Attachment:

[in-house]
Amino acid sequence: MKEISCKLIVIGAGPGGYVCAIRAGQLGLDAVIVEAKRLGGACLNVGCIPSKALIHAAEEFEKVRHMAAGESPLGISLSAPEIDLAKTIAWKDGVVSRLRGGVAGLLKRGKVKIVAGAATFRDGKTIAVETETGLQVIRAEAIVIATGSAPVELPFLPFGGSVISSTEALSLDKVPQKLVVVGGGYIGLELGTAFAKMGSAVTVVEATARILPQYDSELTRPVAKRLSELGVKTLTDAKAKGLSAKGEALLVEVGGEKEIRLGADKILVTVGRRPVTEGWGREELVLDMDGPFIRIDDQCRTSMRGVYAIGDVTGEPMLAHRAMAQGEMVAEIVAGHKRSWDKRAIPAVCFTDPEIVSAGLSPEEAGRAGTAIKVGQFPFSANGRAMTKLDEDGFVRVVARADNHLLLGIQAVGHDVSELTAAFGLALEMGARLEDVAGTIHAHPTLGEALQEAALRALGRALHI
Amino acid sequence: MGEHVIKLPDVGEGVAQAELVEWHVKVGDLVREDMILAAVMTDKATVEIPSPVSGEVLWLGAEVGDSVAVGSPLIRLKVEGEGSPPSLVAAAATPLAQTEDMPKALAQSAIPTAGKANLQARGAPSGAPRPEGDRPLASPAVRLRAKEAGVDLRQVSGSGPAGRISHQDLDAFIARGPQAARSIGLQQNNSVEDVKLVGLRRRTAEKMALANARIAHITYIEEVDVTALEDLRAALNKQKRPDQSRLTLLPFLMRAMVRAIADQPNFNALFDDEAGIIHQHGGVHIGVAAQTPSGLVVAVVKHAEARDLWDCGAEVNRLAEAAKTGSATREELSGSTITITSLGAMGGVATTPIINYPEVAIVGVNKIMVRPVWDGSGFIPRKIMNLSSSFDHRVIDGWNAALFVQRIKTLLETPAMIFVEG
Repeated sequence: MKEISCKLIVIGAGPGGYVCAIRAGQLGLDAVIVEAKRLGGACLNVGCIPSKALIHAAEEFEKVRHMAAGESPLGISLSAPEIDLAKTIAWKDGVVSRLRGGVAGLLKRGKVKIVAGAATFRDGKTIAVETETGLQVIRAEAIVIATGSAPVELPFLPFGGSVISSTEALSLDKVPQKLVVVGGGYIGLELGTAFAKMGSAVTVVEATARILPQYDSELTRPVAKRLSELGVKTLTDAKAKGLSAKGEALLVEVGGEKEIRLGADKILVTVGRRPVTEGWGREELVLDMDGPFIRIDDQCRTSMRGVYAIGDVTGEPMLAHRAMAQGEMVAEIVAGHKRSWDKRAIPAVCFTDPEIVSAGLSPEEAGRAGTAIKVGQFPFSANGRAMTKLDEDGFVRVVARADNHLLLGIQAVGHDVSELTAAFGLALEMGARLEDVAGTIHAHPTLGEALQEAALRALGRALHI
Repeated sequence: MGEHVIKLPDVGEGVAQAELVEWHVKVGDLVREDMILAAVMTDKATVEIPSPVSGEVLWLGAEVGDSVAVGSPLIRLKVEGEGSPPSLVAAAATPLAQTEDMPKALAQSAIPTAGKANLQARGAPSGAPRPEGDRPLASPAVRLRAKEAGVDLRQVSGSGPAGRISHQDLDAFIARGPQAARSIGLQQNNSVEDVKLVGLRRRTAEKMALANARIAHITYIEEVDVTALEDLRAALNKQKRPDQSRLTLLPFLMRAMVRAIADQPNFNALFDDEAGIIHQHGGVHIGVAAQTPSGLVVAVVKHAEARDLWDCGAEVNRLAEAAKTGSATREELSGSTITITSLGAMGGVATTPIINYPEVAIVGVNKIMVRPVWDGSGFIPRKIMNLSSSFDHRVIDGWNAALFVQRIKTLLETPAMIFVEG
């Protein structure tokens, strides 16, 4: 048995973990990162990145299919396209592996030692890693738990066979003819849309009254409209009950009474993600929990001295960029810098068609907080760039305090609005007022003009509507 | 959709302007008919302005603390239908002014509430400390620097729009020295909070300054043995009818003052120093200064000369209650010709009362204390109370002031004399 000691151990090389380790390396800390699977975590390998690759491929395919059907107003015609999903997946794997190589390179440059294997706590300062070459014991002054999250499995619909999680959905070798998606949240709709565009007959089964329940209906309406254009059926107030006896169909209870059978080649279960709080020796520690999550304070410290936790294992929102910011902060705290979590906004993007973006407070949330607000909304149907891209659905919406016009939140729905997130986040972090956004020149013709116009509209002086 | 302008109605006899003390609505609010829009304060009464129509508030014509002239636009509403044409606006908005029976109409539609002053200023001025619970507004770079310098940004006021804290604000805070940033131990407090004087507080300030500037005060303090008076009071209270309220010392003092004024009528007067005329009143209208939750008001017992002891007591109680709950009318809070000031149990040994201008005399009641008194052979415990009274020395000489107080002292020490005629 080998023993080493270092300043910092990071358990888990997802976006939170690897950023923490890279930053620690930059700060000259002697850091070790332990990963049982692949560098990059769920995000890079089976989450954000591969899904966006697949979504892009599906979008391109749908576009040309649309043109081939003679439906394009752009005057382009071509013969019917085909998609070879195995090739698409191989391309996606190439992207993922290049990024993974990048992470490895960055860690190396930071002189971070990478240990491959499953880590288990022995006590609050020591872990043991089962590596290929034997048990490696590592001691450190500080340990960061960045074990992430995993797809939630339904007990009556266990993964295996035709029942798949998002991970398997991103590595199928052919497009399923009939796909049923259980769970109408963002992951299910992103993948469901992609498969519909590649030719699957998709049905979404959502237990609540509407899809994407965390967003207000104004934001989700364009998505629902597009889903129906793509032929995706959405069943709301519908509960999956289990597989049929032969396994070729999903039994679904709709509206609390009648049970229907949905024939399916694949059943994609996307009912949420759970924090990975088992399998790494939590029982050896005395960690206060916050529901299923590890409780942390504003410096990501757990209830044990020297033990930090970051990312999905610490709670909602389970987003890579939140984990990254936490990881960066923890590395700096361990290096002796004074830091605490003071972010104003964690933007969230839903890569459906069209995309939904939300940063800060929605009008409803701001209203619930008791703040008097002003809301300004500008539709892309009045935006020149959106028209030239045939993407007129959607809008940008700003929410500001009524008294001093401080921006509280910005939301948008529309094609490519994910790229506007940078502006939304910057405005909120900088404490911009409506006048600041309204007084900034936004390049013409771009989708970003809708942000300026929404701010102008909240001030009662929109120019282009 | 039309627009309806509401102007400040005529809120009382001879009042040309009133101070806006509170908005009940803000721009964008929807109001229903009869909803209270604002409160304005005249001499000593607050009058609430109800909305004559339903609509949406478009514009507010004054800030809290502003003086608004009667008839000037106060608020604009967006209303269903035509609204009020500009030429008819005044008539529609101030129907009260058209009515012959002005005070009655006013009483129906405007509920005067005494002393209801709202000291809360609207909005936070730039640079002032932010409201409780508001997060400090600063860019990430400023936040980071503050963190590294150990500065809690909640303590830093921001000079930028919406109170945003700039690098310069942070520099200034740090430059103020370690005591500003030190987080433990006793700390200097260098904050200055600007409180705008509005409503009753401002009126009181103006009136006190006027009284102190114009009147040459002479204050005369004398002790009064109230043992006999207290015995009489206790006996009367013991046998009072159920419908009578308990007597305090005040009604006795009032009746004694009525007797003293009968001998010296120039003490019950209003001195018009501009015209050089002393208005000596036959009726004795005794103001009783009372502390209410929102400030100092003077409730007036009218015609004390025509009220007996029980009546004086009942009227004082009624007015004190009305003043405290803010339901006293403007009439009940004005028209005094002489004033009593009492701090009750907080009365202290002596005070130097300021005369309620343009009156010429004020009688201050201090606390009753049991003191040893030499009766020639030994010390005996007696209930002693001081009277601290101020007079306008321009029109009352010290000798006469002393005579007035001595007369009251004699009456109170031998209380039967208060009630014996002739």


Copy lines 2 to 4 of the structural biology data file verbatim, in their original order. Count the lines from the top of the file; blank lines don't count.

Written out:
Amino acid sequence: MKEISCKLIVIGAGPGGYVCAIRAGQLGLDAVIVEAKRLGGACLNVGCIPSKALIHAAEEFEKVRHMAAGESPLGISLSAPEIDLAKTIAWKDGVVSRLRGGVAGLLKRGKVKIVAGAATFRDGKTIAVETETGLQVIRAEAIVIATGSAPVELPFLPFGGSVISSTEALSLDKVPQKLVVVGGGYIGLELGTAFAKMGSAVTVVEATARILPQYDSELTRPVAKRLSELGVKTLTDAKAKGLSAKGEALLVEVGGEKEIRLGADKILVTVGRRPVTEGWGREELVLDMDGPFIRIDDQCRTSMRGVYAIGDVTGEPMLAHRAMAQGEMVAEIVAGHKRSWDKRAIPAVCFTDPEIVSAGLSPEEAGRAGTAIKVGQFPFSANGRAMTKLDEDGFVRVVARADNHLLLGIQAVGHDVSELTAAFGLALEMGARLEDVAGTIHAHPTLGEALQEAALRALGRALHI
Amino acid sequence: MGEHVIKLPDVGEGVAQAELVEWHVKVGDLVREDMILAAVMTDKATVEIPSPVSGEVLWLGAEVGDSVAVGSPLIRLKVEGEGSPPSLVAAAATPLAQTEDMPKALAQSAIPTAGKANLQARGAPSGAPRPEGDRPLASPAVRLRAKEAGVDLRQVSGSGPAGRISHQDLDAFIARGPQAARSIGLQQNNSVEDVKLVGLRRRTAEKMALANARIAHITYIEEVDVTALEDLRAALNKQKRPDQSRLTLLPFLMRAMVRAIADQPNFNALFDDEAGIIHQHGGVHIGVAAQTPSGLVVAVVKHAEARDLWDCGAEVNRLAEAAKTGSATREELSGSTITITSLGAMGGVATTPIINYPEVAIVGVNKIMVRPVWDGSGFIPRKIMNLSSSFDHRVIDGWNAALFVQRIKTLLETPAMIFVEG
Repeated sequence: MKEISCKLIVIGAGPGGYVCAIRAGQLGLDAVIVEAKRLGGACLNVGCIPSKALIHAAEEFEKVRHMAAGESPLGISLSAPEIDLAKTIAWKDGVVSRLRGGVAGLLKRGKVKIVAGAATFRDGKTIAVETETGLQVIRAEAIVIATGSAPVELPFLPFGGSVISSTEALSLDKVPQKLVVVGGGYIGLELGTAFAKMGSAVTVVEATARILPQYDSELTRPVAKRLSELGVKTLTDAKAKGLSAKGEALLVEVGGEKEIRLGADKILVTVGRRPVTEGWGREELVLDMDGPFIRIDDQCRTSMRGVYAIGDVTGEPMLAHRAMAQGEMVAEIVAGHKRSWDKRAIPAVCFTDPEIVSAGLSPEEAGRAGTAIKVGQFPFSANGRAMTKLDEDGFVRVVARADNHLLLGIQAVGHDVSELTAAFGLALEMGARLEDVAGTIHAHPTLGEALQEAALRALGRALHI